U.K.’s Film and TV Charity Launches Two-Year Program For Better Mental Health in Film and TV

The U.K.’s Film and TV Charity has launched the Whole Picture Program, a two-year initiative designed to to improve the mental health and wellbeing of the 200,000 people who work behind the scenes in film, TV and cinema.

The Film and TV Charity has now secured £3 million ($3.87 million) in funding from Amazon Prime Video, Banijay U.K., BBC, BBC Studios, Channel 4, IMG, ITV, Sky, Sky Studios, Sony Pictures Entertainment, The Walt Disney Company, ViacomCBS and WarnerMedia to deliver the program that is supported by the BFI and backed by U.K. mental health charity Mind. The charity estimates that mental health problems, including staff turnover, cost the sector at least £300 million ($387 million) in losses each year.

The program will deliver a toolkit for mentally healthy productions; enhanced professional and peer support for freelancers; people skills and training guides; industry actions to improve behavior; and anti-bullying services and

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Spurs Give and Bexar County donate toward mental health

Over 35,000 youth will benefit from the San Antonio Mobile Mental Wellness Collaborative. The Spurs put out this press release:

a close up of a sign

© Photos by Noah Graham/NBAE via Getty Images

“As distant learning continues, it’s left students that face abuse and neglect at home without a reprise and without a teacher to pick up on those vital signs,” said Spurs Give Executive Director Jennifer Regnier. “Schools often serve as sanctuaries, an escape from home for many abused and neglected children. It was crucial for us to not only address those issues at hand but also to help combat them. These two incredible organizations do powerful work in the community and drive positive and purposeful change for those young victims and their families. This fight is personal. No child should feel powerless, no child should feel alone. We are proud to be in a county that commits to fighting against the recent rise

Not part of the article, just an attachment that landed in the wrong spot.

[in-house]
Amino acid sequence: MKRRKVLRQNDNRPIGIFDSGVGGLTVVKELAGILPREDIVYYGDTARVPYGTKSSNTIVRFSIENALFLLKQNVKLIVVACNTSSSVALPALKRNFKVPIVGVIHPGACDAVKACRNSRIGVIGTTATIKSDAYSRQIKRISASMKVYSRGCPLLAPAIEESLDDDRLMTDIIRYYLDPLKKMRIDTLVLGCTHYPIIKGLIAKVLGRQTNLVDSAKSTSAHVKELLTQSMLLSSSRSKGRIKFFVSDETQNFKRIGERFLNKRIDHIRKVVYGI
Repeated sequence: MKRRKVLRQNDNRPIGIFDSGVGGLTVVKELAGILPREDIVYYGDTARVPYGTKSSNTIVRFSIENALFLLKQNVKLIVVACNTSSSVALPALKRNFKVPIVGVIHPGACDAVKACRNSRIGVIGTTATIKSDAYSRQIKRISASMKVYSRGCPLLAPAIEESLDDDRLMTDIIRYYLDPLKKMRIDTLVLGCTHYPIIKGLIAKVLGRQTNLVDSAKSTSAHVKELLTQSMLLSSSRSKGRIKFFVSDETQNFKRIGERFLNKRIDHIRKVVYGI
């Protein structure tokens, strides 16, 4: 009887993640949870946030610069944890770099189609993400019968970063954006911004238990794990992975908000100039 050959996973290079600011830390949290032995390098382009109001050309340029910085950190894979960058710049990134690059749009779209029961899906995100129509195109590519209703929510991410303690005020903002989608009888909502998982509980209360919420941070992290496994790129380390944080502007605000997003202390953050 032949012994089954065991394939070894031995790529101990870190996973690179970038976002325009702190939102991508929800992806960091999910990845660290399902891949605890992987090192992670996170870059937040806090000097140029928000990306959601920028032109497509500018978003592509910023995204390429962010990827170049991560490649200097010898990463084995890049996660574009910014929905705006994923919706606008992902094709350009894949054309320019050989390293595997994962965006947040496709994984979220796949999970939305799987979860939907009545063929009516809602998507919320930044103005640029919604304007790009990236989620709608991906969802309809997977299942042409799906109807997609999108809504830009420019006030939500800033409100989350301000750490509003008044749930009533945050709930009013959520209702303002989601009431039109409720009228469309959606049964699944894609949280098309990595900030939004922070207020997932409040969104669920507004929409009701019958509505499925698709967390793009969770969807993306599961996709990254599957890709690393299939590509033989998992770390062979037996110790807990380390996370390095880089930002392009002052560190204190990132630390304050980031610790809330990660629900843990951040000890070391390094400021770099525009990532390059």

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Substance Abuse Treatment Is Covered by More Companies as Employers Increase Mental Health Benefits to Combat the Stressors of COVID-19

REDWOOD CITY, Calif.–(BUSINESS WIRE)–Lionrock Behavioral Health, Inc., the leading telehealth provider of substance use disorder (SUD) treatment and recovery services in the United States predicts a 100 percent increase in company-accessed online substance abuse benefits in 2021, as stigma surrounding mental health treatment drops amid the pandemic.